The aftermath of the Bredolab botnet shutdown
Posted on 02 November 2010.
The war against botnets will be long and hard - there is no doubt about it.

For one thing, command and control centers can be replaced and the targeted botnet resurrected in a relatively short time if the infected machines aren't cleaned.

As Internet Governance Project's blogger Michel van Eeten notes, last week's high-profile shutdown of the Bredolab botnet's command and control servers by the Dutch Police is a perfect example of how such half-measures are not effective in the long run, since the number of remaining C&Cs is slowly rising again.

"Contrary to what the Dutch police claimed and many people think, law enforcement cannot shut down botnets," he says. Even if C&C servers are shut down constantly, bot herders are simply going to change their tactic and use, for example, peer-to-peer C&Cs - which are more difficult to detect and shut down.

He is also not satisfied with the Dutch police's (un)intentional estimate that the botnet consisted of 30 million machines at some point. He believes that the calculations that provided that sum were made on erroneous assumptions and by counting every IP address as a single machine, while in fact different IP addresses can be assigned to the same machine throughout a period of time.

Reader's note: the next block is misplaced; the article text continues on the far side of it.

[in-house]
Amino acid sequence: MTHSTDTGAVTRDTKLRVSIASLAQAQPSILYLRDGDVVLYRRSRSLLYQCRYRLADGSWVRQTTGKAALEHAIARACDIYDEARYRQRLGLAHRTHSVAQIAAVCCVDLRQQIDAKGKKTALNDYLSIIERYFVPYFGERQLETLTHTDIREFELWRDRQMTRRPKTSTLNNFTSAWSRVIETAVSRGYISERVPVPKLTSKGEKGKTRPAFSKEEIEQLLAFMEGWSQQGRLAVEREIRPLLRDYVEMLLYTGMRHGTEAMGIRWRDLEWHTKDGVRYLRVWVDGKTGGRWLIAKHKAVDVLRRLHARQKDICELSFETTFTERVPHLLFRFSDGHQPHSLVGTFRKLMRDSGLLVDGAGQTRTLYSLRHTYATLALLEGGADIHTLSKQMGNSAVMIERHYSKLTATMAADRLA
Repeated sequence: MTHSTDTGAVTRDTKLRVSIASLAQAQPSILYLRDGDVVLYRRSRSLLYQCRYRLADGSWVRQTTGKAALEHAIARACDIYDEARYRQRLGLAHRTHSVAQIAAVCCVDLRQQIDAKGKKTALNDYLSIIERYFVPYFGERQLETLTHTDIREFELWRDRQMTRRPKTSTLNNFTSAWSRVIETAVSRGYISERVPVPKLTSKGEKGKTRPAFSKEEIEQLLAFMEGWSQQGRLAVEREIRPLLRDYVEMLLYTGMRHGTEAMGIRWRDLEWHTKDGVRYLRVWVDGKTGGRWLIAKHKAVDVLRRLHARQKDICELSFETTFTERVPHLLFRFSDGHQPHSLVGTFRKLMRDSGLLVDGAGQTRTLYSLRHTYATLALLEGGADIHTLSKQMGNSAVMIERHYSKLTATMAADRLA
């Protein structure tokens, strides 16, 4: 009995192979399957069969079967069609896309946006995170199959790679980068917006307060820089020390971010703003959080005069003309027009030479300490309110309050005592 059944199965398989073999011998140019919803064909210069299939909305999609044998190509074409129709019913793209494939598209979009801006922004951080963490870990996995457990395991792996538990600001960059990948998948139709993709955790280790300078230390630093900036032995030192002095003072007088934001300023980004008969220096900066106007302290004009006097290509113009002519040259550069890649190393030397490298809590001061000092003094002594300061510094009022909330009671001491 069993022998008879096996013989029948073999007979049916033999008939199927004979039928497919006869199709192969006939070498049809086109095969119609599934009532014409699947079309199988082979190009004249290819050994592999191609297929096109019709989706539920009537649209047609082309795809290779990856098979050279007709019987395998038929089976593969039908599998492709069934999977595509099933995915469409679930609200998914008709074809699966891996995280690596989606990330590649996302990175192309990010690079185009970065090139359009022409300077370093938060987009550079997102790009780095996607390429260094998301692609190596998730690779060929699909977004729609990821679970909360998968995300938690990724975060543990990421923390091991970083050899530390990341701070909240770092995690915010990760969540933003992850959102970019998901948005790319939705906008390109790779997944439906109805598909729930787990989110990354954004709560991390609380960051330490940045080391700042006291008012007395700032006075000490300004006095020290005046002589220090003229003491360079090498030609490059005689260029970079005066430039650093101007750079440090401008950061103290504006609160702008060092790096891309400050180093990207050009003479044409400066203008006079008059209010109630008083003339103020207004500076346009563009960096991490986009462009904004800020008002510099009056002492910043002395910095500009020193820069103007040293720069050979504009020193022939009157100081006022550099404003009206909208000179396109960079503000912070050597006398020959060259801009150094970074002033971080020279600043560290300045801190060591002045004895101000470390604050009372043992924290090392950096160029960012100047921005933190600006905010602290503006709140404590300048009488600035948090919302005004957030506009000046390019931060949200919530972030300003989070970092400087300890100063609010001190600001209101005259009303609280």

"The real battlefield is in cleaning up the millions of bots," he says. "That is not a heroic fight with bad guys, but a laborious process of Internet Service Providers engaging with their own customers. To stimulate and support that process, it make a world of difference if you are dealing with 3 million or 30 million machines. No one likes to engage in a fight if their effort seems futile."

On the other hand, he seems to forget that the police used the botnet's own infrastructure to notify the owners of the infected computers that they were, in fact, part of the botnet and offered advice on removing the malware from their system.

Since they can't actually go door to door and visit all those people in person, I would say that they did the best they could. Let's not forget that they also had a hand in the arrest of the Armenian who is believed to be one of the botnet's masters. So whether or not the big number is dispiriting to ISPs, it seems to me a small matter - every business has its problems.






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